Astronomy & Astrophysics Seminar
Speaker: Eric Bell, University of Michigan
Title: What drives the evolution of galaxies like the Milky Way?
Date: Wed, 18 Jan 2017, 11:00 am - 12:00 pm
Location: 1400 BPS Bldg.
Galaxies with masses similar to the Milky Way are very diverse, spanning the range from disks with large amounts of star formation to elliptical galaxies without any detectable star formation. What are the forces that shape this evolution, leading to this wide range in outcomes? I present work that explores the role of two possible forces, AGN feedback and galaxy merging.
I show that quiescence among Milky Way mass galaxies is strongly related to the prominence of its supermassive black hole, in excellent qualitative accord with models in which quiescence is driven by long-term energy input from AGN feedback. Galaxies which end up with relatively large supermassive black holes are quiescent, those that avoided forming a large central black hole remain star forming.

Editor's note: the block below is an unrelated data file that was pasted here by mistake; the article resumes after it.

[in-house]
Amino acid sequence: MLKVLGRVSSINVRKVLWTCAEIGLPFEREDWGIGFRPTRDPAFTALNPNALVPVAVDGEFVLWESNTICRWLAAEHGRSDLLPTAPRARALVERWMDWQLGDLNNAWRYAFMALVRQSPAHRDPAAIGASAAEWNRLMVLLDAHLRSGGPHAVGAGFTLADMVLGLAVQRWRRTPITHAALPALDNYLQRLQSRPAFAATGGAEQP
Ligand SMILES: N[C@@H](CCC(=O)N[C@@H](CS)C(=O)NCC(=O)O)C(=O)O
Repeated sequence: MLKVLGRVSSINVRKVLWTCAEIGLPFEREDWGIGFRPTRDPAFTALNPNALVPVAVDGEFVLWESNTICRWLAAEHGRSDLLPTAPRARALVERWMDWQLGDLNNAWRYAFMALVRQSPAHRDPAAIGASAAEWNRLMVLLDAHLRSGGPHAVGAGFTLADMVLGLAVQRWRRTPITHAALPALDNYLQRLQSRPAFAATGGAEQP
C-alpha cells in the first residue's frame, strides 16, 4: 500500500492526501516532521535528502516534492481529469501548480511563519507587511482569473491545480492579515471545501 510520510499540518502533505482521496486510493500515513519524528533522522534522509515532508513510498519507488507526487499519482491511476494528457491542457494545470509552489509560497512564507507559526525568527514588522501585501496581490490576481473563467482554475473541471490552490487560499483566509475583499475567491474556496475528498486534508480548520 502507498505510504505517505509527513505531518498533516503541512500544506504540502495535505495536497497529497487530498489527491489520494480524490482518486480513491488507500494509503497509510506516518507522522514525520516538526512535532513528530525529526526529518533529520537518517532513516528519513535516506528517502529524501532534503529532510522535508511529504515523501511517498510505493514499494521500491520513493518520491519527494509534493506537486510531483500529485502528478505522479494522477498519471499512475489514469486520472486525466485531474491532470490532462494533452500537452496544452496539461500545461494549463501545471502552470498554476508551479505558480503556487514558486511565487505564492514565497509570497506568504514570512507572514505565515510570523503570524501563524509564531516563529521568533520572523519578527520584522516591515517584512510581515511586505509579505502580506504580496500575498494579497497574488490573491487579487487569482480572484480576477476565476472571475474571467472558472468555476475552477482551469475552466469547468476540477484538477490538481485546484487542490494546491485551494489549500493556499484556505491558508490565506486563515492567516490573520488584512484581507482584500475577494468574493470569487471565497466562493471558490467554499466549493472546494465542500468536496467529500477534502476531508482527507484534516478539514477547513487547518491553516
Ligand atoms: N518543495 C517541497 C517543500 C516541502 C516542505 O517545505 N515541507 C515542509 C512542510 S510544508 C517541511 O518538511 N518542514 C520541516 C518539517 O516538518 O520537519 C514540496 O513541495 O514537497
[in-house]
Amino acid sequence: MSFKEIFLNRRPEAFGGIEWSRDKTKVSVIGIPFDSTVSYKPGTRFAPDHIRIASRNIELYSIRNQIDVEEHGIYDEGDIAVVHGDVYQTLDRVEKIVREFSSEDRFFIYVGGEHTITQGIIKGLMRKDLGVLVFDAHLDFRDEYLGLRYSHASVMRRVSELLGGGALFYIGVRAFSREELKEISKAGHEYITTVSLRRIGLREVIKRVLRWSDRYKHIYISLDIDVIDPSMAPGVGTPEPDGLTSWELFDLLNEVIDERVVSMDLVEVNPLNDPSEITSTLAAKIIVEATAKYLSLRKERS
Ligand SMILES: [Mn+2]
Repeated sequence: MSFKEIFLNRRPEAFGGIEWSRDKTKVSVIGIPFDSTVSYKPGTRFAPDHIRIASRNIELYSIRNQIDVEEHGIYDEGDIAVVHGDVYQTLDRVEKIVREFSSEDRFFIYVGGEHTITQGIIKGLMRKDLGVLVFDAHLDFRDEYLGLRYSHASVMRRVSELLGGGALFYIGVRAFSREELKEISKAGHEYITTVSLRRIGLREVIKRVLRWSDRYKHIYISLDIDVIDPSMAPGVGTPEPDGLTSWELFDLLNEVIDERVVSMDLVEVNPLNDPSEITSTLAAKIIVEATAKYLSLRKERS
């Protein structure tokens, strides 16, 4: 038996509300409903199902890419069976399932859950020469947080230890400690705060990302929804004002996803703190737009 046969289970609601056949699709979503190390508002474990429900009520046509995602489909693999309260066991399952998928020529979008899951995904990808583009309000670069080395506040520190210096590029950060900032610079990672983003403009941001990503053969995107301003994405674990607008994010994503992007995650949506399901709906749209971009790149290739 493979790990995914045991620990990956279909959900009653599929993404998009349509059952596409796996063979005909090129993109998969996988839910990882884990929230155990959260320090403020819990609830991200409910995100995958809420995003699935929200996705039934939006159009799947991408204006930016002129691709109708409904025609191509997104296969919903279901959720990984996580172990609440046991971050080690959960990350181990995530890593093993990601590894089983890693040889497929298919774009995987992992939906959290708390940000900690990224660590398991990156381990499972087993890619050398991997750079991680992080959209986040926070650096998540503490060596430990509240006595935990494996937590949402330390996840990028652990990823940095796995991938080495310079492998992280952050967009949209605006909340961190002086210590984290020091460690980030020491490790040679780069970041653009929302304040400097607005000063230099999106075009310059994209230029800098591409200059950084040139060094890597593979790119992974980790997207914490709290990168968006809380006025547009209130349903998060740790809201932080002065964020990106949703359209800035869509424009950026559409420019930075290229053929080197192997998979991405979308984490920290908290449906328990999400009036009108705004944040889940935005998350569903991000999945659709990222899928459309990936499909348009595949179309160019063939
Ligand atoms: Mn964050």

This then implies that one of the central questions that we should ask next is what kind of circumstances lead to the growth of a large central black hole (and bulge). I show that the stellar halos of nearby galaxies offer a unique and powerful probe of the growth history of galaxies. Galaxies like the Milky Way have a wide range of stellar halo masses and metallicities. Stellar halo mass and metallicity correlate, in excellent quantitative accord with models in which stellar halos grow by the disruption of satellite galaxies; the stellar halo is indeed an accurate and powerful record of the merger history of a galaxy. I then show that stellar halo mass and bulge/BH mass are very poorly correlated, suggesting that there is no trivial link between galaxy mergers and bulge or black hole growth.